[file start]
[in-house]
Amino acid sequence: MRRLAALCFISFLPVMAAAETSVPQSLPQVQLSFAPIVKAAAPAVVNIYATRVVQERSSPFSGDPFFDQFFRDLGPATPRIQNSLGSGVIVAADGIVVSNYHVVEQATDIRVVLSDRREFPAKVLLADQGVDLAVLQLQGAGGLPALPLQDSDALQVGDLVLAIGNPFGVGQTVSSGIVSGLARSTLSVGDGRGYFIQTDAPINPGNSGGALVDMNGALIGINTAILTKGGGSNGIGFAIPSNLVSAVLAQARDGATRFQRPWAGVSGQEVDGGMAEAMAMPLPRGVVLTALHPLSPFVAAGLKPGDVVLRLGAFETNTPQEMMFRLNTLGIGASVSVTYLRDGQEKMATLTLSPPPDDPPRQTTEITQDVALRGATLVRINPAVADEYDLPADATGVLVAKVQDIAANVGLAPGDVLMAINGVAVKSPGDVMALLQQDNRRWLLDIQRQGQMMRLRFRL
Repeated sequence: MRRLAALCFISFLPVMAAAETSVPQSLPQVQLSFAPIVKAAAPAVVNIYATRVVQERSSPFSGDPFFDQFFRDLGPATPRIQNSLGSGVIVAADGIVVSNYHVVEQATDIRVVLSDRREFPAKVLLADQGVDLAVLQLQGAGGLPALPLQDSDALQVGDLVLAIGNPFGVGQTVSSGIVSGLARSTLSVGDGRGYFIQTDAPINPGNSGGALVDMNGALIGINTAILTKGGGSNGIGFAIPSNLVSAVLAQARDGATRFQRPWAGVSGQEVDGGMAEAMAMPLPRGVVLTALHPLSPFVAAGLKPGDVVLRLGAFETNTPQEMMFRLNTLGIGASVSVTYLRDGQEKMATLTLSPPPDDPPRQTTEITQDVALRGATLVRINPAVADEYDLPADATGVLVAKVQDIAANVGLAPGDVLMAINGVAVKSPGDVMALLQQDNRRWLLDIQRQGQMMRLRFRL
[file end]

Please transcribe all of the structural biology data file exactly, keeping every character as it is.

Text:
[in-house]
Amino acid sequence: MRRLAALCFISFLPVMAAAETSVPQSLPQVQLSFAPIVKAAAPAVVNIYATRVVQERSSPFSGDPFFDQFFRDLGPATPRIQNSLGSGVIVAADGIVVSNYHVVEQATDIRVVLSDRREFPAKVLLADQGVDLAVLQLQGAGGLPALPLQDSDALQVGDLVLAIGNPFGVGQTVSSGIVSGLARSTLSVGDGRGYFIQTDAPINPGNSGGALVDMNGALIGINTAILTKGGGSNGIGFAIPSNLVSAVLAQARDGATRFQRPWAGVSGQEVDGGMAEAMAMPLPRGVVLTALHPLSPFVAAGLKPGDVVLRLGAFETNTPQEMMFRLNTLGIGASVSVTYLRDGQEKMATLTLSPPPDDPPRQTTEITQDVALRGATLVRINPAVADEYDLPADATGVLVAKVQDIAANVGLAPGDVLMAINGVAVKSPGDVMALLQQDNRRWLLDIQRQGQMMRLRFRL
Repeated sequence: MRRLAALCFISFLPVMAAAETSVPQSLPQVQLSFAPIVKAAAPAVVNIYATRVVQERSSPFSGDPFFDQFFRDLGPATPRIQNSLGSGVIVAADGIVVSNYHVVEQATDIRVVLSDRREFPAKVLLADQGVDLAVLQLQGAGGLPALPLQDSDALQVGDLVLAIGNPFGVGQTVSSGIVSGLARSTLSVGDGRGYFIQTDAPINPGNSGGALVDMNGALIGINTAILTKGGGSNGIGFAIPSNLVSAVLAQARDGATRFQRPWAGVSGQEVDGGMAEAMAMPLPRGVVLTALHPLSPFVAAGLKPGDVVLRLGAFETNTPQEMMFRLNTLGIGASVSVTYLRDGQEKMATLTLSPPPDDPPRQTTEITQDVALRGATLVRINPAVADEYDLPADATGVLVAKVQDIAANVGLAPGDVLMAINGVAVKSPGDVMALLQQDNRRWLLDIQRQGQMMRLRFRL